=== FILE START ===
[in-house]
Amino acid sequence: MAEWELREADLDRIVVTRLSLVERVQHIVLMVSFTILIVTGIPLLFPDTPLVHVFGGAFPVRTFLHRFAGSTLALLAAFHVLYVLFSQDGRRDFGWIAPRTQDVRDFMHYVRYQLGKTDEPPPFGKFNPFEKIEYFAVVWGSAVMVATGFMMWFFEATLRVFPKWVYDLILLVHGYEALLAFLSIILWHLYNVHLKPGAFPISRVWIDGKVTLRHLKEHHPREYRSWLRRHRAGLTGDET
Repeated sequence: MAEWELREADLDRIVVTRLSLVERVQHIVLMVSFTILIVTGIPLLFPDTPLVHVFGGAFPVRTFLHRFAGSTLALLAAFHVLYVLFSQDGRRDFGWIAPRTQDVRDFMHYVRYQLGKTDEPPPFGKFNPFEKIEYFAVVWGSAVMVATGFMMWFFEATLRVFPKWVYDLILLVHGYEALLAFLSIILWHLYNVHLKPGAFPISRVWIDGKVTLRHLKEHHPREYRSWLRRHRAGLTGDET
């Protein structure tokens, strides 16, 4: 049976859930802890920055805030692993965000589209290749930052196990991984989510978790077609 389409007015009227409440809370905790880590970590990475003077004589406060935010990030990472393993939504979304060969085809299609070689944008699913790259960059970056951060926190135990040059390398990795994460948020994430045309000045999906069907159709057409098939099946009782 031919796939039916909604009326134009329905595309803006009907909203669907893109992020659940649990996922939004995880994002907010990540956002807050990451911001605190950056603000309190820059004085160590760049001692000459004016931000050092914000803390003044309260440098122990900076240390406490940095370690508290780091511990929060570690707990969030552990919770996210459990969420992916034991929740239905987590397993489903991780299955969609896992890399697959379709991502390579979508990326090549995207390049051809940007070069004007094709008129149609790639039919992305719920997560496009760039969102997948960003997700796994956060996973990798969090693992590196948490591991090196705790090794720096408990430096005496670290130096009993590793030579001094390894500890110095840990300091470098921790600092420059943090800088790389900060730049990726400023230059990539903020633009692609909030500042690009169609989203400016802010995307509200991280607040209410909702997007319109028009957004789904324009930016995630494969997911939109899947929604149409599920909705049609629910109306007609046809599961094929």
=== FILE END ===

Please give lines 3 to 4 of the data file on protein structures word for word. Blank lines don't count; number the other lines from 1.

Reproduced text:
Repeated sequence: MAEWELREADLDRIVVTRLSLVERVQHIVLMVSFTILIVTGIPLLFPDTPLVHVFGGAFPVRTFLHRFAGSTLALLAAFHVLYVLFSQDGRRDFGWIAPRTQDVRDFMHYVRYQLGKTDEPPPFGKFNPFEKIEYFAVVWGSAVMVATGFMMWFFEATLRVFPKWVYDLILLVHGYEALLAFLSIILWHLYNVHLKPGAFPISRVWIDGKVTLRHLKEHHPREYRSWLRRHRAGLTGDET
């Protein structure tokens, strides 16, 4: 049976859930802890920055805030692993965000589209290749930052196990991984989510978790077609 389409007015009227409440809370905790880590970590990475003077004589406060935010990030990472393993939504979304060969085809299609070689944008699913790259960059970056951060926190135990040059390398990795994460948020994430045309000045999906069907159709057409098939099946009782 031919796939039916909604009326134009329905595309803006009907909203669907893109992020659940649990996922939004995880994002907010990540956002807050990451911001605190950056603000309190820059004085160590760049001692000459004016931000050092914000803390003044309260440098122990900076240390406490940095370690508290780091511990929060570690707990969030552990919770996210459990969420992916034991929740239905987590397993489903991780299955969609896992890399697959379709991502390579979508990326090549995207390049051809940007070069004007094709008129149609790639039919992305719920997560496009760039969102997948960003997700796994956060996973990798969090693992590196948490591991090196705790090794720096408990430096005496670290130096009993590793030579001094390894500890110095840990300091470098921790600092420059943090800088790389900060730049990726400023230059990539903020633009692609909030500042690009169609989203400016802010995307509200991280607040209410909702997007319109028009957004789904324009930016995630494969997911939109899947929604149409599920909705049609629910109306007609046809599961094929």